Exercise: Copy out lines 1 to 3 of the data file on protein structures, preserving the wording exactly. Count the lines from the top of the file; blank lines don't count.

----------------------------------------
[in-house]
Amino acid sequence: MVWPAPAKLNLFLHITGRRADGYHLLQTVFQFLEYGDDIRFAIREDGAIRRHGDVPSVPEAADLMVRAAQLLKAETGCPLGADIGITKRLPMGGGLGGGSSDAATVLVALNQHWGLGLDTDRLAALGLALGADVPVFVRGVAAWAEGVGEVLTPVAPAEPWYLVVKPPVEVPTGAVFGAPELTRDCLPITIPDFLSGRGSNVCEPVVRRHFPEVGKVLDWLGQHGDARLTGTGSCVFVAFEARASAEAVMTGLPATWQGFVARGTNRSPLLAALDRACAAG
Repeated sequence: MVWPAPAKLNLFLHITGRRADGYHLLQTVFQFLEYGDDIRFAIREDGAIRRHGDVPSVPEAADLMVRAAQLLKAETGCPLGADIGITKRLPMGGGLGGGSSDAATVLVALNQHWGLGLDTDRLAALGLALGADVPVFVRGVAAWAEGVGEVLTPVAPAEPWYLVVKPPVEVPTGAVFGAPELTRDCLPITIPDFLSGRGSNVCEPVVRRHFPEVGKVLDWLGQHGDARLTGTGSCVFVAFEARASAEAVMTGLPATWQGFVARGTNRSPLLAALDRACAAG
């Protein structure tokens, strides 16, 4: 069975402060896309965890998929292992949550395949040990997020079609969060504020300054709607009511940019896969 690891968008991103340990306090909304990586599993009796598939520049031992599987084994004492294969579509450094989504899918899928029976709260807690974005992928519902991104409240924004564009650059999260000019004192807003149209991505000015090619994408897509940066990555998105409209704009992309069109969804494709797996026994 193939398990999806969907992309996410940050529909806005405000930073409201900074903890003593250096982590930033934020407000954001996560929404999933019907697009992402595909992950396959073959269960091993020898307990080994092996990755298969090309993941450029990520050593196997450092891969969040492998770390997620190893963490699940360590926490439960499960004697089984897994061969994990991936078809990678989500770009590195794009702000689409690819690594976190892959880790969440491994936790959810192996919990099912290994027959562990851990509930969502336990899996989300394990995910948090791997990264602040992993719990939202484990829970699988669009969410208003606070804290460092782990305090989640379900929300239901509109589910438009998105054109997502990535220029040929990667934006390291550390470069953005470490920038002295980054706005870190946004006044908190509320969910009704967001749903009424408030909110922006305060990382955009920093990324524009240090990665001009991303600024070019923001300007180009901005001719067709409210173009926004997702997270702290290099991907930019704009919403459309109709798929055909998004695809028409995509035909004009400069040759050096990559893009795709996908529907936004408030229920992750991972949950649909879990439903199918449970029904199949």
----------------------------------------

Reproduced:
[in-house]
Amino acid sequence: MVWPAPAKLNLFLHITGRRADGYHLLQTVFQFLEYGDDIRFAIREDGAIRRHGDVPSVPEAADLMVRAAQLLKAETGCPLGADIGITKRLPMGGGLGGGSSDAATVLVALNQHWGLGLDTDRLAALGLALGADVPVFVRGVAAWAEGVGEVLTPVAPAEPWYLVVKPPVEVPTGAVFGAPELTRDCLPITIPDFLSGRGSNVCEPVVRRHFPEVGKVLDWLGQHGDARLTGTGSCVFVAFEARASAEAVMTGLPATWQGFVARGTNRSPLLAALDRACAAG
Repeated sequence: MVWPAPAKLNLFLHITGRRADGYHLLQTVFQFLEYGDDIRFAIREDGAIRRHGDVPSVPEAADLMVRAAQLLKAETGCPLGADIGITKRLPMGGGLGGGSSDAATVLVALNQHWGLGLDTDRLAALGLALGADVPVFVRGVAAWAEGVGEVLTPVAPAEPWYLVVKPPVEVPTGAVFGAPELTRDCLPITIPDFLSGRGSNVCEPVVRRHFPEVGKVLDWLGQHGDARLTGTGSCVFVAFEARASAEAVMTGLPATWQGFVARGTNRSPLLAALDRACAAG